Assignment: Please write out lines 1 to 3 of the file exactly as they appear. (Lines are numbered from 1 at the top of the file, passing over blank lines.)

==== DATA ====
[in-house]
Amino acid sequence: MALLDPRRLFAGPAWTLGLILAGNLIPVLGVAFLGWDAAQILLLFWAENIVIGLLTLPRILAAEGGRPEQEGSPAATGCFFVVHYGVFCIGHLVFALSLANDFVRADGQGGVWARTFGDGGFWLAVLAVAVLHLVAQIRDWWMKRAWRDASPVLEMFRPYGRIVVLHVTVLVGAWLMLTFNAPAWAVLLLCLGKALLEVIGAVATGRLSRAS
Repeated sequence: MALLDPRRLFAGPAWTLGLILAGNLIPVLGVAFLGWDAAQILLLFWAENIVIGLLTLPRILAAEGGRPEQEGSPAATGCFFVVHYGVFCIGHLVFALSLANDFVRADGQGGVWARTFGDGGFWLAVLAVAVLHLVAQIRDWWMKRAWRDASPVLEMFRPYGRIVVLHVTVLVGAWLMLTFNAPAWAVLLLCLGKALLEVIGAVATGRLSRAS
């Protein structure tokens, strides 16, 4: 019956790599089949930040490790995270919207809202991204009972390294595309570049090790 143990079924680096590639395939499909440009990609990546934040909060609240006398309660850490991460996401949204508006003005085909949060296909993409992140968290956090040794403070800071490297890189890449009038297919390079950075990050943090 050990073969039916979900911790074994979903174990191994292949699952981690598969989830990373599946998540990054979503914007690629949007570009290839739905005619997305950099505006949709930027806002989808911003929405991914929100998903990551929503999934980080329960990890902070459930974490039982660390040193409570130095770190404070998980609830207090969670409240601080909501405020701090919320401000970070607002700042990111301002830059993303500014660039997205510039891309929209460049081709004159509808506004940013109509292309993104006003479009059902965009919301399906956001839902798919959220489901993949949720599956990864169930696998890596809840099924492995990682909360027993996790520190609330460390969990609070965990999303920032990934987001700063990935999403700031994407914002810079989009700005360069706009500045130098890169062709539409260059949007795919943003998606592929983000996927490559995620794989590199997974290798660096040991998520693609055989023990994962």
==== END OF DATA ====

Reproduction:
[in-house]
Amino acid sequence: MALLDPRRLFAGPAWTLGLILAGNLIPVLGVAFLGWDAAQILLLFWAENIVIGLLTLPRILAAEGGRPEQEGSPAATGCFFVVHYGVFCIGHLVFALSLANDFVRADGQGGVWARTFGDGGFWLAVLAVAVLHLVAQIRDWWMKRAWRDASPVLEMFRPYGRIVVLHVTVLVGAWLMLTFNAPAWAVLLLCLGKALLEVIGAVATGRLSRAS
Repeated sequence: MALLDPRRLFAGPAWTLGLILAGNLIPVLGVAFLGWDAAQILLLFWAENIVIGLLTLPRILAAEGGRPEQEGSPAATGCFFVVHYGVFCIGHLVFALSLANDFVRADGQGGVWARTFGDGGFWLAVLAVAVLHLVAQIRDWWMKRAWRDASPVLEMFRPYGRIVVLHVTVLVGAWLMLTFNAPAWAVLLLCLGKALLEVIGAVATGRLSRAS